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So you want to change your culture: Where to begin

Anthony O’Reilly (anthony@oreillyadvisorsllc.com) is a founder of O’Reilly Advisors LLC, helping organizations accelerate transformation change initiatives through controls disciplines. The author was the first Chief Ethics Officer at State Street Corporation, a global bank. Previously, the author served as Head of Professional Practices at Siemens, and prior to this as a Partner at PricewaterhouseCoopers.

We don’t have to look far to see the impact of poor culture on business. At Rio Tinto, issues including bribery; environmental destruction; and repeated bullying, sexual harassment, and racism directed at its female and non-Caucasian staff forced out senior leaders, plunged the company into a long-running negative news cycle, and are forcing it to consume capital on a host of remediations.[1] In a hot market, the company will struggle to attract talent at a time when candidates say culture matters more than ever. The employee protests at Activision Blizzard triggered by the way its female staff were treated may well have wiped value off the company,[2] and Microsoft, which announced it will acquire the game developer for $69 billion,[3] has already committed some of its own capital to fix the culture.[4] This will only further complicate the integration challenges.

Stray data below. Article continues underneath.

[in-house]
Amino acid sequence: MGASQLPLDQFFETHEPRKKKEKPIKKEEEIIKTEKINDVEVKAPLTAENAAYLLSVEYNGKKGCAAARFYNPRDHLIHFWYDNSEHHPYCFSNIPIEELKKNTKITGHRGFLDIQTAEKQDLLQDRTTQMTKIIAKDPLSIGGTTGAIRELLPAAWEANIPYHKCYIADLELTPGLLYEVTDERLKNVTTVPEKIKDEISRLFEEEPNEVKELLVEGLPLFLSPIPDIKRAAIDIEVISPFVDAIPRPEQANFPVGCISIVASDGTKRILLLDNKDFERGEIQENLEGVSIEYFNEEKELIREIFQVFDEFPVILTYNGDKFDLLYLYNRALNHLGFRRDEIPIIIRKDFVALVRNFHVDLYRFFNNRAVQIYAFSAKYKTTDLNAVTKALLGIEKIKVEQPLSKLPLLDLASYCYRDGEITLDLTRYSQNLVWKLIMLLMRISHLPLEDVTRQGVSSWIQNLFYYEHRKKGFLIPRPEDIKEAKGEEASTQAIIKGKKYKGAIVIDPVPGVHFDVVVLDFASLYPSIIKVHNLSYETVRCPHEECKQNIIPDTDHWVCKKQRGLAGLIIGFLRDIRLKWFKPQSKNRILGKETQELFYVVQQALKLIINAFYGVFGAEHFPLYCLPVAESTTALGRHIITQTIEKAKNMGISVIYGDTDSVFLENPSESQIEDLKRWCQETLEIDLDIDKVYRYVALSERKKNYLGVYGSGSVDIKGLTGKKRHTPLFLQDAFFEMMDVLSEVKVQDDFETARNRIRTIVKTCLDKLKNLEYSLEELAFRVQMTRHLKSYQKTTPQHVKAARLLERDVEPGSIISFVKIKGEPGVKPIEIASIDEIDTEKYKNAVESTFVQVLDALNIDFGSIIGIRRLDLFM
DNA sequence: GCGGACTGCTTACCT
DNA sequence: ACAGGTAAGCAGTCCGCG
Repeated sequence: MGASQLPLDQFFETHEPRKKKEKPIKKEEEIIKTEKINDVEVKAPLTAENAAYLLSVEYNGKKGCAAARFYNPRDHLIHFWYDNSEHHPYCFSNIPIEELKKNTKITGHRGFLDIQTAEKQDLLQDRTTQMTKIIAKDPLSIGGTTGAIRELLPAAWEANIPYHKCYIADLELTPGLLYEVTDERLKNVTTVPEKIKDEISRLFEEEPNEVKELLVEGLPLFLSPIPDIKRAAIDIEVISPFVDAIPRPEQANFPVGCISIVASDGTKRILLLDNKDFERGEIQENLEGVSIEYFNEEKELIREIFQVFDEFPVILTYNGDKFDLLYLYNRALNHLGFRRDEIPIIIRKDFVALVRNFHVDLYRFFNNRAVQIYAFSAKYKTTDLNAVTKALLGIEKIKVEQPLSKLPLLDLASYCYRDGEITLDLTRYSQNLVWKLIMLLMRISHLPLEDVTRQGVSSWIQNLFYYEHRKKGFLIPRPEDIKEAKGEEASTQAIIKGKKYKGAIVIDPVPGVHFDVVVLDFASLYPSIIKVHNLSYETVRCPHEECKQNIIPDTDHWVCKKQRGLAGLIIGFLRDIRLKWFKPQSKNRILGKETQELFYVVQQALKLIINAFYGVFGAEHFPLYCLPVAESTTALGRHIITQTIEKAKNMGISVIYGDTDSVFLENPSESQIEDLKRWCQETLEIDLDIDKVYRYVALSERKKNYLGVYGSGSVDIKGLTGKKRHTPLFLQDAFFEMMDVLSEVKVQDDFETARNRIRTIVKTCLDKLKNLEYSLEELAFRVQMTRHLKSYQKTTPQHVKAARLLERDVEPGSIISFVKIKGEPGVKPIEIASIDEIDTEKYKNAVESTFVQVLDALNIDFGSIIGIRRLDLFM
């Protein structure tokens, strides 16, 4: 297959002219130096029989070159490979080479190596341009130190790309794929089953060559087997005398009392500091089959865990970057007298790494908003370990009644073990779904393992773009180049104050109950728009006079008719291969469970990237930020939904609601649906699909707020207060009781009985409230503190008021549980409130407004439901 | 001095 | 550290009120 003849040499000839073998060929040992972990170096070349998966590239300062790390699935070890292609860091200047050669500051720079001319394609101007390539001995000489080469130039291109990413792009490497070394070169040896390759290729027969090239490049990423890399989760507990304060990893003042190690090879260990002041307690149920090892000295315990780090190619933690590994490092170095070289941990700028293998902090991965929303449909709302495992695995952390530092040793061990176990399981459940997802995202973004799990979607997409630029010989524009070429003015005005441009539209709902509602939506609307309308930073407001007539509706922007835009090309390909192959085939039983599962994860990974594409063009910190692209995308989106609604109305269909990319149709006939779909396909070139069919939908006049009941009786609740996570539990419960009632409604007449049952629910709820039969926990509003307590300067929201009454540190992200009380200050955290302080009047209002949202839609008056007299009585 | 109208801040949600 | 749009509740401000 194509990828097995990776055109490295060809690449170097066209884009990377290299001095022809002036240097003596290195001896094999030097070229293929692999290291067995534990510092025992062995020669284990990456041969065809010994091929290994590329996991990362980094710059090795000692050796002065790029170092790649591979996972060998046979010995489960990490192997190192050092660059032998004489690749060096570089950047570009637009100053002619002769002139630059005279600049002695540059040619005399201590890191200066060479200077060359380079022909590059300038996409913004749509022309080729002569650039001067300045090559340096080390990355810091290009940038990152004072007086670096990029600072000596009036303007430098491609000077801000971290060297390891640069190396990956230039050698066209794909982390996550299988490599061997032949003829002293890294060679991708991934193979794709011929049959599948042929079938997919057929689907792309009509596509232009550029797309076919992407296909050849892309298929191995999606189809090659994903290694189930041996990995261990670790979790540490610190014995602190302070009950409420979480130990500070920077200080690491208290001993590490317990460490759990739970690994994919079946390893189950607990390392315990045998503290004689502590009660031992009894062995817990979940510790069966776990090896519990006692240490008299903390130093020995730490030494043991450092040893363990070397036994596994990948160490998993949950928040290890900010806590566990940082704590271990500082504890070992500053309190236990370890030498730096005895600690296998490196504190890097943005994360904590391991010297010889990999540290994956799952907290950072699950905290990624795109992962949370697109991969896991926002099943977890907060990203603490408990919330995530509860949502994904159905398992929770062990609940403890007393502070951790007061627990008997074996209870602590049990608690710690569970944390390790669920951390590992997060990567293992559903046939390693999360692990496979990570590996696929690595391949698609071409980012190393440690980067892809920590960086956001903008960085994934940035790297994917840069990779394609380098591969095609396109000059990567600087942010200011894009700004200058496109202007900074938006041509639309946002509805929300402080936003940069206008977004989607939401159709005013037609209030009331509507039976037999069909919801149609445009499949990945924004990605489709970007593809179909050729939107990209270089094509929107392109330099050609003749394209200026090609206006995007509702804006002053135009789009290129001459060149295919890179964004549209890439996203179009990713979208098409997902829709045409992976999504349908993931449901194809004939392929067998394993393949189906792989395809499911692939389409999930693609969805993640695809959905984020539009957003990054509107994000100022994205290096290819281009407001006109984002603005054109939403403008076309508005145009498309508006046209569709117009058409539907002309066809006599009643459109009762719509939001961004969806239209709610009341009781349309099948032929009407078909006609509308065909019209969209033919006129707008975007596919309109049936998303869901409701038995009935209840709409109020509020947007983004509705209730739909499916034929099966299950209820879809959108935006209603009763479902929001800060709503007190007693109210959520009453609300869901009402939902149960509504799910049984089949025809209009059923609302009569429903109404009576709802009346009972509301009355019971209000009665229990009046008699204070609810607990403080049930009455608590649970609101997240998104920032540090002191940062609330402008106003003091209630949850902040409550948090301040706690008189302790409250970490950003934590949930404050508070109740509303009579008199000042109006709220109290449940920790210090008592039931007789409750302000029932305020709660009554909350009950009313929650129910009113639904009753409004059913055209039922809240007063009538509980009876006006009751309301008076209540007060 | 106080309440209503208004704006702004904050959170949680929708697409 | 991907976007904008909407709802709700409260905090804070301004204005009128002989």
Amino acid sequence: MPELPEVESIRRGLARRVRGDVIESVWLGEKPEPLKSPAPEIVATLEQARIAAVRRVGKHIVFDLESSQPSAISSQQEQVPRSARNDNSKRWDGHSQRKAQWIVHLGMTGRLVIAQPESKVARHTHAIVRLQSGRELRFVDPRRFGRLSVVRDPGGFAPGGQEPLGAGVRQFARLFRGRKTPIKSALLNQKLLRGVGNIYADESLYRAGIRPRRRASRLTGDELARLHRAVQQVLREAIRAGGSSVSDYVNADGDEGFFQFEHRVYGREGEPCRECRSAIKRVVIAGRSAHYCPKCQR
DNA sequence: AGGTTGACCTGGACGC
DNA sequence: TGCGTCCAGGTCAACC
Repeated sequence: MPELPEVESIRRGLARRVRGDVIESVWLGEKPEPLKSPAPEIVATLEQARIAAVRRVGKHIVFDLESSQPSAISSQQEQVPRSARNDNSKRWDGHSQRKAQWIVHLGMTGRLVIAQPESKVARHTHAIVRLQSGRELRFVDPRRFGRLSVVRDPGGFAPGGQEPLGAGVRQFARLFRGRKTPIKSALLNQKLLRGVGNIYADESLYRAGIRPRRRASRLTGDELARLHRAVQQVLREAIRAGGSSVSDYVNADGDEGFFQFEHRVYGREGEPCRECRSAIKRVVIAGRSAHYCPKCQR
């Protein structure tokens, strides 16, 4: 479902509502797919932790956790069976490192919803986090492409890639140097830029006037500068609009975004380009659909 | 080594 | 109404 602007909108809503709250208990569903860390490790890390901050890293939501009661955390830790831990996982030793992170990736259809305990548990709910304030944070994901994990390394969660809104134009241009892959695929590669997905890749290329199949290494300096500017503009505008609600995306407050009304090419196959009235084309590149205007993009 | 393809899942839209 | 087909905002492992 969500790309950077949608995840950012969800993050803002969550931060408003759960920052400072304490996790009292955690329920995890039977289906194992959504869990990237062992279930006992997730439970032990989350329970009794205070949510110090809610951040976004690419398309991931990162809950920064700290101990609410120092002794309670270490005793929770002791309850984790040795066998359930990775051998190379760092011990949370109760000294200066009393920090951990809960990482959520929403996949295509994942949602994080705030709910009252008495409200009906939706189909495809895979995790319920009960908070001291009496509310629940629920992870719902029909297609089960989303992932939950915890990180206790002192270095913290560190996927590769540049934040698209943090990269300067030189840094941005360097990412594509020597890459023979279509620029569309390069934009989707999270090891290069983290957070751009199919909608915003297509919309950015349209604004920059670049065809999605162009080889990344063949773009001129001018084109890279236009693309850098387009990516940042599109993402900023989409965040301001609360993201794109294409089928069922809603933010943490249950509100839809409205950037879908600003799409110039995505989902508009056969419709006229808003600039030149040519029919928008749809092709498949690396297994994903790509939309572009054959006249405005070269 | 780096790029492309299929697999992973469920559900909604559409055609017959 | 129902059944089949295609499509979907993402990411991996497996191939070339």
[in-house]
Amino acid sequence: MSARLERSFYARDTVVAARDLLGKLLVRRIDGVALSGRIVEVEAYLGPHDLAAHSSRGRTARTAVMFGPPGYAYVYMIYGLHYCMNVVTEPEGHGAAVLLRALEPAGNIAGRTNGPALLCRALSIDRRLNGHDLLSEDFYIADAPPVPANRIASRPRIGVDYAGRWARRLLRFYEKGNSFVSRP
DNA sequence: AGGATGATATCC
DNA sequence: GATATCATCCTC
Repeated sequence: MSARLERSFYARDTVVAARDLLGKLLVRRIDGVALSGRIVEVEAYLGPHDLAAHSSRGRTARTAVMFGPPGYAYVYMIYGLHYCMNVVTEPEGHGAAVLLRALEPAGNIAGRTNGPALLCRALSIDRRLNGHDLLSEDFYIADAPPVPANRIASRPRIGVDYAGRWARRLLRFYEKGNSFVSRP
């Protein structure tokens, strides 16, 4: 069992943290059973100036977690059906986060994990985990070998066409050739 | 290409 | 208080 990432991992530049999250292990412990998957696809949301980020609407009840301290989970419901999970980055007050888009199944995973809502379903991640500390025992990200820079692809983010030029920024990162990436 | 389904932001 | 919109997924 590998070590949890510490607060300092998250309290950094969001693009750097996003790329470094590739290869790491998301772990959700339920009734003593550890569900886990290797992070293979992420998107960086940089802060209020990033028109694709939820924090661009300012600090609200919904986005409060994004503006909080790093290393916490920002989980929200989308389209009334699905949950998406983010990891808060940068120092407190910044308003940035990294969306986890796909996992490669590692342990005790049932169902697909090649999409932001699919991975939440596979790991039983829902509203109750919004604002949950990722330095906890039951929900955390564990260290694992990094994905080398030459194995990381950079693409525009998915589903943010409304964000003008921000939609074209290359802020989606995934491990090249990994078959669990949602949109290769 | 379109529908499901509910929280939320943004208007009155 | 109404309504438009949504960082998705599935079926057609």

These examples demonstrate why culture is hard to change—because culture is the habitual and collective actions of people at all levels in the organization. Culture is embedded in the language people use, the stories we tell ourselves about our organizations, and the decisions we make about whom we honor and whom we sideline. It is self-affirming in businesses as they are growing, and it becomes self-sustaining. Changing culture takes deliberate and concentrated effort.

Culture skills are needed everywhere. Culture regularly features on the agenda of many boards, is in the scope of regulatory examinations globally, gets evaluated by the Department of Justice when contemplating corporate prosecutions, and is especially important in private companies. A report from AlixPartners in 2020 concluded that toxic culture often holds back the rapid transformation that private equity firms need to see in their portfolio companies. Alix reported that 50% of portfolio company cultures didn’t even align with their business purpose.[5] The financial impact is serious: Delayed transformations mean capital is locked in longer than it needs to be, reducing returns and limiting the opportunity to redirect effort.

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